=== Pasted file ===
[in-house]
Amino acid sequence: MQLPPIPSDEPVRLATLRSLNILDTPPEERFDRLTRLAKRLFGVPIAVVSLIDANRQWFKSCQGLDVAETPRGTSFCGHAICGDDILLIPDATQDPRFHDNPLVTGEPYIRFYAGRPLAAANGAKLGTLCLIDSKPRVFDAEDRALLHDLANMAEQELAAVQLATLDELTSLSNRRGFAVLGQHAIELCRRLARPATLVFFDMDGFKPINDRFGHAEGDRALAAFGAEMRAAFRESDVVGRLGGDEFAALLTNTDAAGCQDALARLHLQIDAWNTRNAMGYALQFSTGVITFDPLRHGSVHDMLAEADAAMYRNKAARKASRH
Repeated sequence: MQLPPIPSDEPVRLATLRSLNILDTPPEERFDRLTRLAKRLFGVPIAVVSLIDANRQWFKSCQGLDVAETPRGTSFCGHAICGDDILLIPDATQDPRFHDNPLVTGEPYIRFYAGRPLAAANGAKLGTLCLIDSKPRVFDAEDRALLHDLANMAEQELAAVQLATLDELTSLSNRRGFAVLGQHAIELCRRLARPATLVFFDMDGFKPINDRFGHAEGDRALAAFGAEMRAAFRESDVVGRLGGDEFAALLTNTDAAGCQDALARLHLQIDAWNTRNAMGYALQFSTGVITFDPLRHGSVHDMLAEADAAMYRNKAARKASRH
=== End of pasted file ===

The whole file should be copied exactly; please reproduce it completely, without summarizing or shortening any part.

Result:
[in-house]
Amino acid sequence: MQLPPIPSDEPVRLATLRSLNILDTPPEERFDRLTRLAKRLFGVPIAVVSLIDANRQWFKSCQGLDVAETPRGTSFCGHAICGDDILLIPDATQDPRFHDNPLVTGEPYIRFYAGRPLAAANGAKLGTLCLIDSKPRVFDAEDRALLHDLANMAEQELAAVQLATLDELTSLSNRRGFAVLGQHAIELCRRLARPATLVFFDMDGFKPINDRFGHAEGDRALAAFGAEMRAAFRESDVVGRLGGDEFAALLTNTDAAGCQDALARLHLQIDAWNTRNAMGYALQFSTGVITFDPLRHGSVHDMLAEADAAMYRNKAARKASRH
Repeated sequence: MQLPPIPSDEPVRLATLRSLNILDTPPEERFDRLTRLAKRLFGVPIAVVSLIDANRQWFKSCQGLDVAETPRGTSFCGHAICGDDILLIPDATQDPRFHDNPLVTGEPYIRFYAGRPLAAANGAKLGTLCLIDSKPRVFDAEDRALLHDLANMAEQELAAVQLATLDELTSLSNRRGFAVLGQHAIELCRRLARPATLVFFDMDGFKPINDRFGHAEGDRALAAFGAEMRAAFRESDVVGRLGGDEFAALLTNTDAAGCQDALARLHLQIDAWNTRNAMGYALQFSTGVITFDPLRHGSVHDMLAEADAAMYRNKAARKASRH